The last remnants of Yggdmillennia, along with Kairi Sisigou, Sieg, and their respective Servants launch an assault on the Hanging Gardens of Babylon via the air. While Achilles has a long-awaited showdown with his teacher, Chiron, Astolfo and Sieg work to penetrate the defences Semiramis has in place. Meanwhile, Atalanta, obsessed with revenge against Jeanne for her actions against Jack the Ripper, undertakes a dangerous metamorphosis in her madness, one which may overwhelm the Ruler Servant. And in the depths of the Hanging Gardens of Babylon, Shirou Amakusa Tokisada ventures into the Greater Grail. His goal is to achieve human salvation through materialising their souls using the Third True Magic, Heaven’s Feel. Even if those opposing him were to prevail, it would come at a high cost, for not everyone will survive, and victory is not guaranteed…

Wow. What an ending to the series. It was great and satisfying, with all the right emotional moments touched. To say much more is to spoil the series, but I do feel that there were a couple of moments that seemed to be pulled out of thin air, like the ability Sieg uses to defeat Shirou during the final battle, as well as what Kairi uses to save Mordred (both of which were apparently foreshadowed better in the original novels). Otherwise, very enjoyable, and with a lovely ending and coda that mirrors the very beginning of the series.

The actors do their damned best with the material, and to single out a single actor is to do a grave disservice to them. Each of the remaining characters, particularly the Servants, get their moment in the spotlight, with Mordred finally realising what her wish is, Jeanne being forced to confront her feelings for Sieg, Atalanta, Achilles, Karna and Chiron getting some well-done farewells. Overall, a splendid effort.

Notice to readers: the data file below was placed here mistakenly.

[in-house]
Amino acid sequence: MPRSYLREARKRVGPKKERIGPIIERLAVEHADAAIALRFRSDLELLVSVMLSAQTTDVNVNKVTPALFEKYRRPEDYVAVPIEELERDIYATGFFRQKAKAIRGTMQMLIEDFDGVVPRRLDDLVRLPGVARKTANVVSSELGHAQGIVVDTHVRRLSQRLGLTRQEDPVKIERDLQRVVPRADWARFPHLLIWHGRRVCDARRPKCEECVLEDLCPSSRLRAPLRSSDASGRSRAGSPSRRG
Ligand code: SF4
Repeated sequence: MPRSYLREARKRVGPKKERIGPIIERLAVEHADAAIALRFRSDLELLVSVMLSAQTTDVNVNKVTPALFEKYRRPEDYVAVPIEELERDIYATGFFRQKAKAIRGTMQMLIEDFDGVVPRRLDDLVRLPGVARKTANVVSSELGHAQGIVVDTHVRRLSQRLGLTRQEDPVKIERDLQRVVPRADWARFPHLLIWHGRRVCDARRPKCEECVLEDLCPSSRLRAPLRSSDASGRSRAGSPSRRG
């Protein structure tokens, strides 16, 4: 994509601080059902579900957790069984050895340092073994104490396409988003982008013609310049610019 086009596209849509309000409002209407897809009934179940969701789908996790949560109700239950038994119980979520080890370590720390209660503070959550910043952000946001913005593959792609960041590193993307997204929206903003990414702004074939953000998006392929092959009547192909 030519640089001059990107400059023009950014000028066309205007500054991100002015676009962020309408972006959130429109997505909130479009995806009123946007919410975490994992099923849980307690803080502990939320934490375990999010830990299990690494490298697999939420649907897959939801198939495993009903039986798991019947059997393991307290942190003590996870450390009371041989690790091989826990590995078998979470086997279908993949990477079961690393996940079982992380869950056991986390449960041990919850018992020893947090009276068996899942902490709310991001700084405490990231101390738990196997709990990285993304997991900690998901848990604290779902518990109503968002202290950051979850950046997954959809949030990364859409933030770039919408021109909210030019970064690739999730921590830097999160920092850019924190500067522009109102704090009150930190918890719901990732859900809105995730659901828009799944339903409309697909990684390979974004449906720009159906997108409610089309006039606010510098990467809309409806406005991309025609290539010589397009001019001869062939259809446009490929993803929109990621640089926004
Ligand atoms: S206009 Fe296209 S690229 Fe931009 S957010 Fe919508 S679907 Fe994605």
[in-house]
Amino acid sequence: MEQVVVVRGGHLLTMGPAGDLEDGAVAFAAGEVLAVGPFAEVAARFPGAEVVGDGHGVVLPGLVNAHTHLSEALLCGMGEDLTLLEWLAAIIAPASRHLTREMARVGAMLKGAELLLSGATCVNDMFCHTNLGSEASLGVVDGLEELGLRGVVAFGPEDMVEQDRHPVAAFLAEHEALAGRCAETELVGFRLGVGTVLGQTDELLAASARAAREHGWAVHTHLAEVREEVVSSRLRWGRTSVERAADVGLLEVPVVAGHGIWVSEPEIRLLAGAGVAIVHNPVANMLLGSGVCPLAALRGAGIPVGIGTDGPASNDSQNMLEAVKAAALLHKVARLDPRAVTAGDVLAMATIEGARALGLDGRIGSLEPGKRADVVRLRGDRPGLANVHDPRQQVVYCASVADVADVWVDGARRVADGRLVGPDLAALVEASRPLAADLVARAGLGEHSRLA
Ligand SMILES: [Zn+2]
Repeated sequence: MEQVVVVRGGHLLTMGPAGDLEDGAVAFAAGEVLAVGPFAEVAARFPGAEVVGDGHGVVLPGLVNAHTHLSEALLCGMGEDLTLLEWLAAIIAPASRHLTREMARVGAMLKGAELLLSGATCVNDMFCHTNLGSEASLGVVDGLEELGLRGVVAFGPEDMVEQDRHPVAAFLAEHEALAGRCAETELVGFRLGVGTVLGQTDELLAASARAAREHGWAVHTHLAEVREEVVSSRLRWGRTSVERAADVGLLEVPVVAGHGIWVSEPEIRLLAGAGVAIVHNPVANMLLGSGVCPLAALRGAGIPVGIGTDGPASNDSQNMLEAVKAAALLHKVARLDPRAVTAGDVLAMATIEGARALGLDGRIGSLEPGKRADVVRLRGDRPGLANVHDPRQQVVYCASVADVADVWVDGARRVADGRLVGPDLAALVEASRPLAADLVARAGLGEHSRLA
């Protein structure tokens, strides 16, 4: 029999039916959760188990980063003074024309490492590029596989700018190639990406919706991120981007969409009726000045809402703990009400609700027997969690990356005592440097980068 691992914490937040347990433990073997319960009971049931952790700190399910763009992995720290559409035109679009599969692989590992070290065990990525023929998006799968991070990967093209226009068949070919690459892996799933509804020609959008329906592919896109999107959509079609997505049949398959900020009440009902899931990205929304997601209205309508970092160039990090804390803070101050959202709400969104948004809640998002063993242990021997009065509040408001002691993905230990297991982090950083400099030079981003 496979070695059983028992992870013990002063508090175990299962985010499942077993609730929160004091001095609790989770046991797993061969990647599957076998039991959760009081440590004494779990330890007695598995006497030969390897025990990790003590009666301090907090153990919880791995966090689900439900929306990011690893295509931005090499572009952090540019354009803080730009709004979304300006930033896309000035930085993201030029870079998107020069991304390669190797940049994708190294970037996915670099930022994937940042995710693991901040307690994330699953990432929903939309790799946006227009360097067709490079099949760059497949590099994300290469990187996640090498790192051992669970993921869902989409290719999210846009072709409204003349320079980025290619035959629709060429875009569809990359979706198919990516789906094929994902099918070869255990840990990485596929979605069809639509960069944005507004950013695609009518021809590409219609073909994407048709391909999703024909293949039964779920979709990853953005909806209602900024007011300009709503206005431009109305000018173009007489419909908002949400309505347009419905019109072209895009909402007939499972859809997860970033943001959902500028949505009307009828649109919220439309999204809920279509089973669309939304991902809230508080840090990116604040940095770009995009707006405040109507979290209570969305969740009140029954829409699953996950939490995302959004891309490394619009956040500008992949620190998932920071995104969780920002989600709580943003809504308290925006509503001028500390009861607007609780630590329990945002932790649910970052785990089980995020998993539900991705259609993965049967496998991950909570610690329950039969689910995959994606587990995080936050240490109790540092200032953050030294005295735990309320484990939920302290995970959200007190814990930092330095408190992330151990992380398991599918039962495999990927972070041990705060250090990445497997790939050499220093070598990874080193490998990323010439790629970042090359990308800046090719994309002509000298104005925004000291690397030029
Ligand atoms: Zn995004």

It’s with the production values, though, normally so high, that things start to fall down. True, the animation, for the most part, is actually excellent, as is the choreography of the fight scenes. But, and this is a very noticeable flaw, Episode 22 has VERY noticeably different, if not outright poor animation for the fight scenes, specifically those Atalanta is involved in, and the fight between Karna and Sieg. That is so disappointing, given the high quality the series has maintained so far…

Overall, while marred by a noticeably big blip in production values partway through and some shoddy adaptation, these episodes of Fate/Apocrypha mark an excellent end to an excellent series. I wish there were more Fate series for me to watch…


****½
 

Book of the Month

Moving Pictures

"Pratchett’s wackiness collaborates with Gaiman’s morbid humour; the result is a humanist delight to be savoured and read again and again."

Latest posts

User Menu

Newsletter